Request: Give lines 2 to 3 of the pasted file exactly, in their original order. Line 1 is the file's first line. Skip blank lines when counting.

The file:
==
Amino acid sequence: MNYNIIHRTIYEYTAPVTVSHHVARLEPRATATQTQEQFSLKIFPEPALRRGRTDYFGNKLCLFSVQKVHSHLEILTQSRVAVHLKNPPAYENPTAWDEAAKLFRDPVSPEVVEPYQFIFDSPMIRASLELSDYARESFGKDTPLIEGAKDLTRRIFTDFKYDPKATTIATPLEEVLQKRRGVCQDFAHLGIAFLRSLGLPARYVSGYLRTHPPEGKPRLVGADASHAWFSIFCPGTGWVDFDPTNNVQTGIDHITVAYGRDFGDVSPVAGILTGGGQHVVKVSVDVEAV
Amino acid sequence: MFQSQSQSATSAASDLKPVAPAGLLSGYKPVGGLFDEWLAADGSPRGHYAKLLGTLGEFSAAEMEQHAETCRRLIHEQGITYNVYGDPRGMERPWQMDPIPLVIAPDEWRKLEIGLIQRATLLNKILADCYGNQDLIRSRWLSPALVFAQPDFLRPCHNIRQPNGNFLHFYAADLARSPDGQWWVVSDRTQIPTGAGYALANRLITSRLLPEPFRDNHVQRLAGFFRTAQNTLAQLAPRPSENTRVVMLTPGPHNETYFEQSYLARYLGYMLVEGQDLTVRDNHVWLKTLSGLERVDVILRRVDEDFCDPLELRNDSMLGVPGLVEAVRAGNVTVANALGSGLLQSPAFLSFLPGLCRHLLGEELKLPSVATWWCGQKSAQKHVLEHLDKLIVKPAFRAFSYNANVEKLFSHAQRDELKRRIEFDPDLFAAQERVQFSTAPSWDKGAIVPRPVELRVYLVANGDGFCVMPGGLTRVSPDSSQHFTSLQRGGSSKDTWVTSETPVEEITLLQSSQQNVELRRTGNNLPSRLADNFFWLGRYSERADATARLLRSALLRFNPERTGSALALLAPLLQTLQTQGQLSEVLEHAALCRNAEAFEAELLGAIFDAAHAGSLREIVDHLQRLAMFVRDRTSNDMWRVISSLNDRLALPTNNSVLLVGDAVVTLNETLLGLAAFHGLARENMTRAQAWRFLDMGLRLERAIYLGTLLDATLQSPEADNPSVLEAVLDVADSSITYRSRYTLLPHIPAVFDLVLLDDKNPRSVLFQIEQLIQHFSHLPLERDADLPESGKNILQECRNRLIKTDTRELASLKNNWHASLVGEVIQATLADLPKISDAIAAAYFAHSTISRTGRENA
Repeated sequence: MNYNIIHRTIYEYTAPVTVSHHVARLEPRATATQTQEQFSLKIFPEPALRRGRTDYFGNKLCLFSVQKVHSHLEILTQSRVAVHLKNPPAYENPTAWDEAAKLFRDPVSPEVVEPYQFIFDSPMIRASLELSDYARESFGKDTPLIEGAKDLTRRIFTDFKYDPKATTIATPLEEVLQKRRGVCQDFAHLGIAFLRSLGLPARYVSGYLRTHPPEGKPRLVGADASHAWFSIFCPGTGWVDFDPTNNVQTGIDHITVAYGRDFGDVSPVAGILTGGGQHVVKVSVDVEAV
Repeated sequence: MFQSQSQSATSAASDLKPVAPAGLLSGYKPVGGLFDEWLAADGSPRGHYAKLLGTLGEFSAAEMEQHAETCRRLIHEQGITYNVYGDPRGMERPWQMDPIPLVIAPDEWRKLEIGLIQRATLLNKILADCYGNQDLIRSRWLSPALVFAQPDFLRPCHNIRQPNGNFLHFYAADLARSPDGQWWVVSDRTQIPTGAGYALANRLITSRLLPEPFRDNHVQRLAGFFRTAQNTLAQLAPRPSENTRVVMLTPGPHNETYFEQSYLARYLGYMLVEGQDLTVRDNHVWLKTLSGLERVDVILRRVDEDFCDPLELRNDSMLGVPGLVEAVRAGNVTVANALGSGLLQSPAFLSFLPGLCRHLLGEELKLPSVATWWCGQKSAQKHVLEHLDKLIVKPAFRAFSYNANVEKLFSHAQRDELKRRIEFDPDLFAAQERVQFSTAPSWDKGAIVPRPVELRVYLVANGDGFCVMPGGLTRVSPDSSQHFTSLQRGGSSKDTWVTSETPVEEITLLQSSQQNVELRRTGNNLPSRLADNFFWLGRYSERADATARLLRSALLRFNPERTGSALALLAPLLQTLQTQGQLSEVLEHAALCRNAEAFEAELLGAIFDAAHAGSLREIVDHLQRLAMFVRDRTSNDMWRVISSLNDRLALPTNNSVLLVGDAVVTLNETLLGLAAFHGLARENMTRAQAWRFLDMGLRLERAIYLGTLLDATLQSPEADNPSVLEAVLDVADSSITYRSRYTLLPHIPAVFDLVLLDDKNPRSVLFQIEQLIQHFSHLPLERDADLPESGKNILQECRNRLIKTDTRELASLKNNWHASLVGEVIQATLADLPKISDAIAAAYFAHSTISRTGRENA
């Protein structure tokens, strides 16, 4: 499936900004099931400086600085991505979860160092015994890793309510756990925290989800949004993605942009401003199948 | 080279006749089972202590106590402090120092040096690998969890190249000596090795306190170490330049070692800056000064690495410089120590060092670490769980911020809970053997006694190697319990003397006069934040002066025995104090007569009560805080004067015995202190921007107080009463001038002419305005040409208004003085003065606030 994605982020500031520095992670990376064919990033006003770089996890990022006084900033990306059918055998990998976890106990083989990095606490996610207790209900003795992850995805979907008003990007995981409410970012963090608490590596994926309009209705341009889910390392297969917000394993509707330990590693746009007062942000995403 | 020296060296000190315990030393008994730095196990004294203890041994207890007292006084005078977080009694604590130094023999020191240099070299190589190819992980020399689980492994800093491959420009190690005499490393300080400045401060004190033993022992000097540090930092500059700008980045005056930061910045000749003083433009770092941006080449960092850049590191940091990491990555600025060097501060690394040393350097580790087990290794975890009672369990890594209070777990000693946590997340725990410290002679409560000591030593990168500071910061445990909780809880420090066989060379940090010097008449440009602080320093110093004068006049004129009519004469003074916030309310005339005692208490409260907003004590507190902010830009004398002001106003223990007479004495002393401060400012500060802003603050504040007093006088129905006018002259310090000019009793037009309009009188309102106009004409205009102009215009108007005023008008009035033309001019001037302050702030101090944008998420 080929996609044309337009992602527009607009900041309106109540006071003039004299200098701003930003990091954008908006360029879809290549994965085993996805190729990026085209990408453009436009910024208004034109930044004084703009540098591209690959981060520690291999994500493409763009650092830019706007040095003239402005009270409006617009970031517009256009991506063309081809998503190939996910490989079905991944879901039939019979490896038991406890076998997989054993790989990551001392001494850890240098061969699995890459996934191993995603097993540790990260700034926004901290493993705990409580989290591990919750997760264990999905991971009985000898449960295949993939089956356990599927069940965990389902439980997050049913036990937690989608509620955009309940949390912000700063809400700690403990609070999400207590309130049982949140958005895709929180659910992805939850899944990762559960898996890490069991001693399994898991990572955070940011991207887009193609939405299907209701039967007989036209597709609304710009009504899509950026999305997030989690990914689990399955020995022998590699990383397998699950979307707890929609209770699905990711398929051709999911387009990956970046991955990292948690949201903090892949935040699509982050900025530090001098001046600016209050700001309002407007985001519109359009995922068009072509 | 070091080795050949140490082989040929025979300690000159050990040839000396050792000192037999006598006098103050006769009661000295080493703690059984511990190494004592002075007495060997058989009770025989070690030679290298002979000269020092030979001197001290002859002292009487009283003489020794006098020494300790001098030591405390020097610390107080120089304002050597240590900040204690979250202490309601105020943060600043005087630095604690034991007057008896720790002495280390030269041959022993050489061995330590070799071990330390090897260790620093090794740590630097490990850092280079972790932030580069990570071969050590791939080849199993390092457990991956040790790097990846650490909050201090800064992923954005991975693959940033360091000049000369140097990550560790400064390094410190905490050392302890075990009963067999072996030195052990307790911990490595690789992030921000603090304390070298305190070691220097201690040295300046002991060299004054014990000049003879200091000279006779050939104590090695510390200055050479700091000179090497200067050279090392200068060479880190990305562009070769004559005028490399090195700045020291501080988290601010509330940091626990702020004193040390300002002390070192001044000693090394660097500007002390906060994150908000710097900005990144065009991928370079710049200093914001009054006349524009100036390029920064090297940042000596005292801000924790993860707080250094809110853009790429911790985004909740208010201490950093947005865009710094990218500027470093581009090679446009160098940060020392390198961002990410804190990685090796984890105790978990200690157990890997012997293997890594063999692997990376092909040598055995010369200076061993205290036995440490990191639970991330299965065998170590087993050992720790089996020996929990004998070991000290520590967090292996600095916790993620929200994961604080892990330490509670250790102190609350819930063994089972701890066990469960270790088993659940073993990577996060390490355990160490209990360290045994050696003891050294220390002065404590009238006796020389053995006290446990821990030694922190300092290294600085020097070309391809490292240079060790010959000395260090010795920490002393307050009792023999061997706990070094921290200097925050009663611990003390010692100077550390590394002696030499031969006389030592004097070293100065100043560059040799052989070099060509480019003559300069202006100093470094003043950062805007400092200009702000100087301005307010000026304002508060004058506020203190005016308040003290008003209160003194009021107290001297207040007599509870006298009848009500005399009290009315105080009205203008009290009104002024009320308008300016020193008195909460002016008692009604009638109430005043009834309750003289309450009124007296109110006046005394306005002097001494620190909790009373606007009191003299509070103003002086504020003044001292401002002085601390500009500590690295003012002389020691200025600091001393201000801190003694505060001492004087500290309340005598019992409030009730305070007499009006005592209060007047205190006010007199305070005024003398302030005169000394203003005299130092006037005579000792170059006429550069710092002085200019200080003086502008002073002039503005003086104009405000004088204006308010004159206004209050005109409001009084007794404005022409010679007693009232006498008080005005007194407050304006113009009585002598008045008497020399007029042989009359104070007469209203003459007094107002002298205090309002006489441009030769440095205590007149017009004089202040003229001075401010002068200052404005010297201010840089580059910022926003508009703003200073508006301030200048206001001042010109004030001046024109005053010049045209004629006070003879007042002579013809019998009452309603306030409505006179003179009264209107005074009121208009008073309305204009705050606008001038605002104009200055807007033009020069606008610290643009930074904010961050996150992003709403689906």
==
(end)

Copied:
Amino acid sequence: MFQSQSQSATSAASDLKPVAPAGLLSGYKPVGGLFDEWLAADGSPRGHYAKLLGTLGEFSAAEMEQHAETCRRLIHEQGITYNVYGDPRGMERPWQMDPIPLVIAPDEWRKLEIGLIQRATLLNKILADCYGNQDLIRSRWLSPALVFAQPDFLRPCHNIRQPNGNFLHFYAADLARSPDGQWWVVSDRTQIPTGAGYALANRLITSRLLPEPFRDNHVQRLAGFFRTAQNTLAQLAPRPSENTRVVMLTPGPHNETYFEQSYLARYLGYMLVEGQDLTVRDNHVWLKTLSGLERVDVILRRVDEDFCDPLELRNDSMLGVPGLVEAVRAGNVTVANALGSGLLQSPAFLSFLPGLCRHLLGEELKLPSVATWWCGQKSAQKHVLEHLDKLIVKPAFRAFSYNANVEKLFSHAQRDELKRRIEFDPDLFAAQERVQFSTAPSWDKGAIVPRPVELRVYLVANGDGFCVMPGGLTRVSPDSSQHFTSLQRGGSSKDTWVTSETPVEEITLLQSSQQNVELRRTGNNLPSRLADNFFWLGRYSERADATARLLRSALLRFNPERTGSALALLAPLLQTLQTQGQLSEVLEHAALCRNAEAFEAELLGAIFDAAHAGSLREIVDHLQRLAMFVRDRTSNDMWRVISSLNDRLALPTNNSVLLVGDAVVTLNETLLGLAAFHGLARENMTRAQAWRFLDMGLRLERAIYLGTLLDATLQSPEADNPSVLEAVLDVADSSITYRSRYTLLPHIPAVFDLVLLDDKNPRSVLFQIEQLIQHFSHLPLERDADLPESGKNILQECRNRLIKTDTRELASLKNNWHASLVGEVIQATLADLPKISDAIAAAYFAHSTISRTGRENA
Repeated sequence: MNYNIIHRTIYEYTAPVTVSHHVARLEPRATATQTQEQFSLKIFPEPALRRGRTDYFGNKLCLFSVQKVHSHLEILTQSRVAVHLKNPPAYENPTAWDEAAKLFRDPVSPEVVEPYQFIFDSPMIRASLELSDYARESFGKDTPLIEGAKDLTRRIFTDFKYDPKATTIATPLEEVLQKRRGVCQDFAHLGIAFLRSLGLPARYVSGYLRTHPPEGKPRLVGADASHAWFSIFCPGTGWVDFDPTNNVQTGIDHITVAYGRDFGDVSPVAGILTGGGQHVVKVSVDVEAV